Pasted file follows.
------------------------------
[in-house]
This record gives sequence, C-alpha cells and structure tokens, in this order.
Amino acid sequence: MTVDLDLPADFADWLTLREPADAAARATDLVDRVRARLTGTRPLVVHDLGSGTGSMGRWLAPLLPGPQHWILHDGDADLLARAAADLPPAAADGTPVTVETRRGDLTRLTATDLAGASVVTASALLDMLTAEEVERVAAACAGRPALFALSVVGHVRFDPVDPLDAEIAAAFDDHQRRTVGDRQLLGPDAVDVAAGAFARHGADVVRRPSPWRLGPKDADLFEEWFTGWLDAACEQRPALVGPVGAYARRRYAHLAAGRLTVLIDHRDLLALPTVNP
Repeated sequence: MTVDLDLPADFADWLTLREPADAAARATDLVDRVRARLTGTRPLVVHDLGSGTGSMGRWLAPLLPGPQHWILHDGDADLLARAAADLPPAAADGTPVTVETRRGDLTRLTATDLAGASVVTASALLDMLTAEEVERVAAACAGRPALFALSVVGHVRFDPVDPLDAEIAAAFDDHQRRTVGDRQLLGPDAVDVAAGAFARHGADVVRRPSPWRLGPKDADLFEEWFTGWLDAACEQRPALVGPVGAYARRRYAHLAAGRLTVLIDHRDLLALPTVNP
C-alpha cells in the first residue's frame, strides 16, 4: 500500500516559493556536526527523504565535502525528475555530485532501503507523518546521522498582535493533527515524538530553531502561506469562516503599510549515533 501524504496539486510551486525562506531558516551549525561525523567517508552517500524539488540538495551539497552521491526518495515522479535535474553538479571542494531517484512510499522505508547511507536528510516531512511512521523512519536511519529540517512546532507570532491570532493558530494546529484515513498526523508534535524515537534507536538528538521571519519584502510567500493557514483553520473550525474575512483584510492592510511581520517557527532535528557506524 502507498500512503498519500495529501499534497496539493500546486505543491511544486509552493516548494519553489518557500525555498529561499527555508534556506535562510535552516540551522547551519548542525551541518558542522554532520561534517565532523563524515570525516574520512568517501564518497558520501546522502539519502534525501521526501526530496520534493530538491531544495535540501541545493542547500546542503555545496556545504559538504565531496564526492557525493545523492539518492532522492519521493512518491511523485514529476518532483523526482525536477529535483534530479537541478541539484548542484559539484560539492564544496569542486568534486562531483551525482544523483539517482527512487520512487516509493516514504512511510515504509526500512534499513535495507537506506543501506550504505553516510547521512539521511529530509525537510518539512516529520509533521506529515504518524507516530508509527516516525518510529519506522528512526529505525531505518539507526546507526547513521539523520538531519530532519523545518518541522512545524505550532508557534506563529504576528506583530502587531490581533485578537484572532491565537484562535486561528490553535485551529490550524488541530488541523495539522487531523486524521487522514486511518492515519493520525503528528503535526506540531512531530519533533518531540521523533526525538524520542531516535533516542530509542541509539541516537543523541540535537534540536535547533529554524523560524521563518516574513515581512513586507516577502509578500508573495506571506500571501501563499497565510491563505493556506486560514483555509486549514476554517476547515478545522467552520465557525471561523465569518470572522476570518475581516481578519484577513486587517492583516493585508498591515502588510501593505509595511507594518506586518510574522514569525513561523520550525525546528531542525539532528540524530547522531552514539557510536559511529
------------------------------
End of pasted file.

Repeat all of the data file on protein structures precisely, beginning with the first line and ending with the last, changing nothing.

[in-house]
This record gives sequence, C-alpha cells and structure tokens, in this order.
Amino acid sequence: MTVDLDLPADFADWLTLREPADAAARATDLVDRVRARLTGTRPLVVHDLGSGTGSMGRWLAPLLPGPQHWILHDGDADLLARAAADLPPAAADGTPVTVETRRGDLTRLTATDLAGASVVTASALLDMLTAEEVERVAAACAGRPALFALSVVGHVRFDPVDPLDAEIAAAFDDHQRRTVGDRQLLGPDAVDVAAGAFARHGADVVRRPSPWRLGPKDADLFEEWFTGWLDAACEQRPALVGPVGAYARRRYAHLAAGRLTVLIDHRDLLALPTVNP
Repeated sequence: MTVDLDLPADFADWLTLREPADAAARATDLVDRVRARLTGTRPLVVHDLGSGTGSMGRWLAPLLPGPQHWILHDGDADLLARAAADLPPAAADGTPVTVETRRGDLTRLTATDLAGASVVTASALLDMLTAEEVERVAAACAGRPALFALSVVGHVRFDPVDPLDAEIAAAFDDHQRRTVGDRQLLGPDAVDVAAGAFARHGADVVRRPSPWRLGPKDADLFEEWFTGWLDAACEQRPALVGPVGAYARRRYAHLAAGRLTVLIDHRDLLALPTVNP
C-alpha cells in the first residue's frame, strides 16, 4: 500500500516559493556536526527523504565535502525528475555530485532501503507523518546521522498582535493533527515524538530553531502561506469562516503599510549515533 501524504496539486510551486525562506531558516551549525561525523567517508552517500524539488540538495551539497552521491526518495515522479535535474553538479571542494531517484512510499522505508547511507536528510516531512511512521523512519536511519529540517512546532507570532491570532493558530494546529484515513498526523508534535524515537534507536538528538521571519519584502510567500493557514483553520473550525474575512483584510492592510511581520517557527532535528557506524 502507498500512503498519500495529501499534497496539493500546486505543491511544486509552493516548494519553489518557500525555498529561499527555508534556506535562510535552516540551522547551519548542525551541518558542522554532520561534517565532523563524515570525516574520512568517501564518497558520501546522502539519502534525501521526501526530496520534493530538491531544495535540501541545493542547500546542503555545496556545504559538504565531496564526492557525493545523492539518492532522492519521493512518491511523485514529476518532483523526482525536477529535483534530479537541478541539484548542484559539484560539492564544496569542486568534486562531483551525482544523483539517482527512487520512487516509493516514504512511510515504509526500512534499513535495507537506506543501506550504505553516510547521512539521511529530509525537510518539512516529520509533521506529515504518524507516530508509527516516525518510529519506522528512526529505525531505518539507526546507526547513521539523520538531519530532519523545518518541522512545524505550532508557534506563529504576528506583530502587531490581533485578537484572532491565537484562535486561528490553535485551529490550524488541530488541523495539522487531523486524521487522514486511518492515519493520525503528528503535526506540531512531530519533533518531540521523533526525538524520542531516535533516542530509542541509539541516537543523541540535537534540536535547533529554524523560524521563518516574513515581512513586507516577502509578500508573495506571506500571501501563499497565510491563505493556506486560514483555509486549514476554517476547515478545522467552520465557525471561523465569518470572522476570518475581516481578519484577513486587517492583516493585508498591515502588510501593505509595511507594518506586518510574522514569525513561523520550525525546528531542525539532528540524530547522531552514539557510536559511529